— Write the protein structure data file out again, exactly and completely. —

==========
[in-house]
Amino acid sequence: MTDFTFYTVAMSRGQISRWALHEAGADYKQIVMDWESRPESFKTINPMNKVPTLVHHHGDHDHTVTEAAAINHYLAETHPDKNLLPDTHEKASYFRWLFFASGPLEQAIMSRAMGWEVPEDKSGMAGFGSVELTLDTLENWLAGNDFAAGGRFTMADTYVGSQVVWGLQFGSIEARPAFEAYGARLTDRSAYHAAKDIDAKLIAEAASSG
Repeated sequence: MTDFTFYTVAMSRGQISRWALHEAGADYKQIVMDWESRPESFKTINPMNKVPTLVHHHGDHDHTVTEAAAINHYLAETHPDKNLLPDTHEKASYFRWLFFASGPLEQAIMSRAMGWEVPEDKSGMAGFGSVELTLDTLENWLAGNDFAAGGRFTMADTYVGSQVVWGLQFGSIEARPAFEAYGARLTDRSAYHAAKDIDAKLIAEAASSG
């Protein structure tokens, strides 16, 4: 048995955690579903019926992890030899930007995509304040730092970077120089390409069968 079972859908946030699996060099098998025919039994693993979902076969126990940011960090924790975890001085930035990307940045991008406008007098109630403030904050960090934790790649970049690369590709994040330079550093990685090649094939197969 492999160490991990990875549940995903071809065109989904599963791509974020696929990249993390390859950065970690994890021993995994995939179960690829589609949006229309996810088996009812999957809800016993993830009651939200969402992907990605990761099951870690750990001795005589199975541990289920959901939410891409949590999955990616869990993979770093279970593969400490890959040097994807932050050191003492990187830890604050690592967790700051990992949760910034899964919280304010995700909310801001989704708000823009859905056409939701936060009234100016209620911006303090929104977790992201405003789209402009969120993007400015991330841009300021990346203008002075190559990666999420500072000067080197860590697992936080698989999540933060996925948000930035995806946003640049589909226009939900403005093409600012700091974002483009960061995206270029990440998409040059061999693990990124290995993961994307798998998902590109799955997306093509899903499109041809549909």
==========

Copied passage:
[in-house]
Amino acid sequence: MTDFTFYTVAMSRGQISRWALHEAGADYKQIVMDWESRPESFKTINPMNKVPTLVHHHGDHDHTVTEAAAINHYLAETHPDKNLLPDTHEKASYFRWLFFASGPLEQAIMSRAMGWEVPEDKSGMAGFGSVELTLDTLENWLAGNDFAAGGRFTMADTYVGSQVVWGLQFGSIEARPAFEAYGARLTDRSAYHAAKDIDAKLIAEAASSG
Repeated sequence: MTDFTFYTVAMSRGQISRWALHEAGADYKQIVMDWESRPESFKTINPMNKVPTLVHHHGDHDHTVTEAAAINHYLAETHPDKNLLPDTHEKASYFRWLFFASGPLEQAIMSRAMGWEVPEDKSGMAGFGSVELTLDTLENWLAGNDFAAGGRFTMADTYVGSQVVWGLQFGSIEARPAFEAYGARLTDRSAYHAAKDIDAKLIAEAASSG
């Protein structure tokens, strides 16, 4: 048995955690579903019926992890030899930007995509304040730092970077120089390409069968 079972859908946030699996060099098998025919039994693993979902076969126990940011960090924790975890001085930035990307940045991008406008007098109630403030904050960090934790790649970049690369590709994040330079550093990685090649094939197969 492999160490991990990875549940995903071809065109989904599963791509974020696929990249993390390859950065970690994890021993995994995939179960690829589609949006229309996810088996009812999957809800016993993830009651939200969402992907990605990761099951870690750990001795005589199975541990289920959901939410891409949590999955990616869990993979770093279970593969400490890959040097994807932050050191003492990187830890604050690592967790700051990992949760910034899964919280304010995700909310801001989704708000823009859905056409939701936060009234100016209620911006303090929104977790992201405003789209402009969120993007400015991330841009300021990346203008002075190559990666999420500072000067080197860590697992936080698989999540933060996925948000930035995806946003640049589909226009939900403005093409600012700091974002483009960061995206270029990440998409040059061999693990990124290995993961994307798998998902590109799955997306093509899903499109041809549909």